Morphine shortage pushes Chicago doctors towards opioid alternatives

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Chicago area medical facilities are dealing with a shortage of injectable morphine, but that also means doctors are moving away from prescribing opioids. (WLS)

Chicago area medical facilities are dealing with a shortage of injectable morphine, but that also means doctors are moving away from prescribing opioids.

The morphine shortage is a part of the opioid crisis most people are not aware of. Some local health officials said the injectable versions of the drug, along with dilaudid and fentanyl, are in short supply.

Injectable opioids are pain control and sedation drugs used in hospital settings for surgeries, traumatic injuries, burns and cancer.

Although Cancer Treatment Centers of America said patient pain management and care hasn't been negatively affected by the shortage, it has left them scrambling to find alternative pain relieving drugs which could end up costing them thousands more money.

"We have many processes in place to ensure that our nurses and physicians have the tools that they need and the medications that they need to provide clinically excellent care and to treat pain," said Jacklynn Lesnaik, Cancer Treatment Centers of America senior vice president of patient care services and chief nursing officer.

The shortage of the three medications became critical last summer after the U.S. Food and Drug Administration halted production after finding manufacturing problems at Pfizer. The drug company controls at least 60 percent of the market of opioids.

Companies can't make up the shortage because the U.S. Drug Enforcement Administration limits the amount of raw materials drug makers get each year.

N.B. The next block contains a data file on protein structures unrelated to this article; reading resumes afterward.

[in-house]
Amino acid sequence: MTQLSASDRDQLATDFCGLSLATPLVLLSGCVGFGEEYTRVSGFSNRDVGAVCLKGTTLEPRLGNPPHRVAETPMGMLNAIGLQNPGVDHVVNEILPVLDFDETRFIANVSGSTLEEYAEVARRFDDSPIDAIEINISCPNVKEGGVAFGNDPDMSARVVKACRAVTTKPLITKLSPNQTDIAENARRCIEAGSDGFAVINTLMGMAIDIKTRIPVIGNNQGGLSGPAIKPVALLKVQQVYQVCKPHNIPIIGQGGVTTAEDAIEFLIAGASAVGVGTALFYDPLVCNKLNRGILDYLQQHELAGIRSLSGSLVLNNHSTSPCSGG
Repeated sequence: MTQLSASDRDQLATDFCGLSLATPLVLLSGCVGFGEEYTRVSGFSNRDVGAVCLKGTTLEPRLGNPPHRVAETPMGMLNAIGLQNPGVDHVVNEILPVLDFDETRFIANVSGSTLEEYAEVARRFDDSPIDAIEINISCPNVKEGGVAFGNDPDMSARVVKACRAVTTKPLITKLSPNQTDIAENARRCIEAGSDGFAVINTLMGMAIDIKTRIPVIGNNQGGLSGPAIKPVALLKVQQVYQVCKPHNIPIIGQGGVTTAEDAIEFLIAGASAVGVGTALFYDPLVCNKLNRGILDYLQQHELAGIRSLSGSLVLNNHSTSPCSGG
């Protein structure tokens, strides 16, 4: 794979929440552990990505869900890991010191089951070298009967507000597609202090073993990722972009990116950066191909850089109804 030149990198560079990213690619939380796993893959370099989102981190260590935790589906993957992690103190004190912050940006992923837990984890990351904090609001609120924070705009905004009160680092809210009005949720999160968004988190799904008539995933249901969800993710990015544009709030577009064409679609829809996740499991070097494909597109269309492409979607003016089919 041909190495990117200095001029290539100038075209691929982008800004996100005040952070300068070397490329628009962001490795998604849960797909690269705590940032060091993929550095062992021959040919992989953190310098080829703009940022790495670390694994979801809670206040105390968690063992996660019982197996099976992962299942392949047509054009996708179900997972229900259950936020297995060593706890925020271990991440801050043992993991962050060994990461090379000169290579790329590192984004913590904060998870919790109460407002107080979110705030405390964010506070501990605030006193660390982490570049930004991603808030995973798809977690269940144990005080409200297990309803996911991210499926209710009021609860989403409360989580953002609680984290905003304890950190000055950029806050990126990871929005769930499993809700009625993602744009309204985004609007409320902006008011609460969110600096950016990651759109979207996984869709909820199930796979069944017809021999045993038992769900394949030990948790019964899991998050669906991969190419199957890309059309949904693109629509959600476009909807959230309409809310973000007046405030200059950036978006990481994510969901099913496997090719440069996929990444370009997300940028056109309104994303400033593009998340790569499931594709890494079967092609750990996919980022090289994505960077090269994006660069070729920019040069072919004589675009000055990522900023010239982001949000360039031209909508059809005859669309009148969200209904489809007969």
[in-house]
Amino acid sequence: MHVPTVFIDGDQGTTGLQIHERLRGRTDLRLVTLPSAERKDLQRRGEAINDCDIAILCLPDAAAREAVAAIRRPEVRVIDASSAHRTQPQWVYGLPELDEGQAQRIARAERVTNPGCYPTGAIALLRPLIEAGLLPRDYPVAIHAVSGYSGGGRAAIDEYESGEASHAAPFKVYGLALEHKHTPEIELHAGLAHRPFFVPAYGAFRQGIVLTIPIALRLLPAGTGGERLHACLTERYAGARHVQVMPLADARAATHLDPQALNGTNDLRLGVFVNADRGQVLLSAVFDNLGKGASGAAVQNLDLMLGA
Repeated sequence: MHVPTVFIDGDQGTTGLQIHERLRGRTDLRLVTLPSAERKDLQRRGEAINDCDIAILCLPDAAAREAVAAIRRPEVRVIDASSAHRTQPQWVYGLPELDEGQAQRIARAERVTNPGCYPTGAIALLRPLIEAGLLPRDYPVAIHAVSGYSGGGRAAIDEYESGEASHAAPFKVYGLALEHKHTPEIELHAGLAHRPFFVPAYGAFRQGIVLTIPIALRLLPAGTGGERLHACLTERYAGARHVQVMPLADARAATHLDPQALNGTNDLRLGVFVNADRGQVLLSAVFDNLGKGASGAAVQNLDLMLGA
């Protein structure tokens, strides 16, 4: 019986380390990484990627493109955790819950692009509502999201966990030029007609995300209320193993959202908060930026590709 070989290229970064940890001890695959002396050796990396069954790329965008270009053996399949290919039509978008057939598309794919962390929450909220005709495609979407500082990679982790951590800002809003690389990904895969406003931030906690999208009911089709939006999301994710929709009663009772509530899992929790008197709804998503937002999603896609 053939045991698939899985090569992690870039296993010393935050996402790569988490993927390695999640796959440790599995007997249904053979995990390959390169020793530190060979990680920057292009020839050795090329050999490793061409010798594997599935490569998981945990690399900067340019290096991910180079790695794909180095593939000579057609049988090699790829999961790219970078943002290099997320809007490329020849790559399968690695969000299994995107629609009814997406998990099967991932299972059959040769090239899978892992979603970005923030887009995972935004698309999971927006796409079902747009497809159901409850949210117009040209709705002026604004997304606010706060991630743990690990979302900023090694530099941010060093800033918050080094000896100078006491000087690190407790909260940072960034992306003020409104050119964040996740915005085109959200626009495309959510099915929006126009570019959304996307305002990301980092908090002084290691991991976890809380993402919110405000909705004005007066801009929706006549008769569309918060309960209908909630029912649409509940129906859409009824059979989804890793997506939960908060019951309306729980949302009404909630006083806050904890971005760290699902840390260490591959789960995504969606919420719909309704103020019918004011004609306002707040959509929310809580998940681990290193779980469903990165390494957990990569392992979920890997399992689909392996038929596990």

In a statement, a spokesperson for the pharmaceutical company said: "The nationwide move away from using opioids along with attempts by the DEA to reduce opioid production another 20 percent on top of 25 percent last year hasn't helped either."

And while groups like the American Society of Anesthesiologists are asking the government to temporally ease restrictions, they're also calling for hospitals to use non-steroidal anti-inflammatory drugs or NSAIDS to control pain.

Hopefully that will stir up health care providers to understand more and the options they have," said Dr. Asokumar Buvanendran, of the American Society of Regional Anesthesia and Pain Medicine.

The Institute for Safe Medication Practices, a nonprofit medical group, also questioned if some elective surgeries ought to be cancelled or postponed amid concerns about the possibility of dosing errors.

"There is a problem. A, you have to find solution. B, patients should feel safe to come to the hospital," Buvanendran said.

There are signs that the shortage may be over soon. Full capacity is not expected until 2019, but facilities such as the Cancer Treatment Centers of America could find easier access to injectable opioids possibly in early July.

"There are patients that still need the morphine," Lesniak said.
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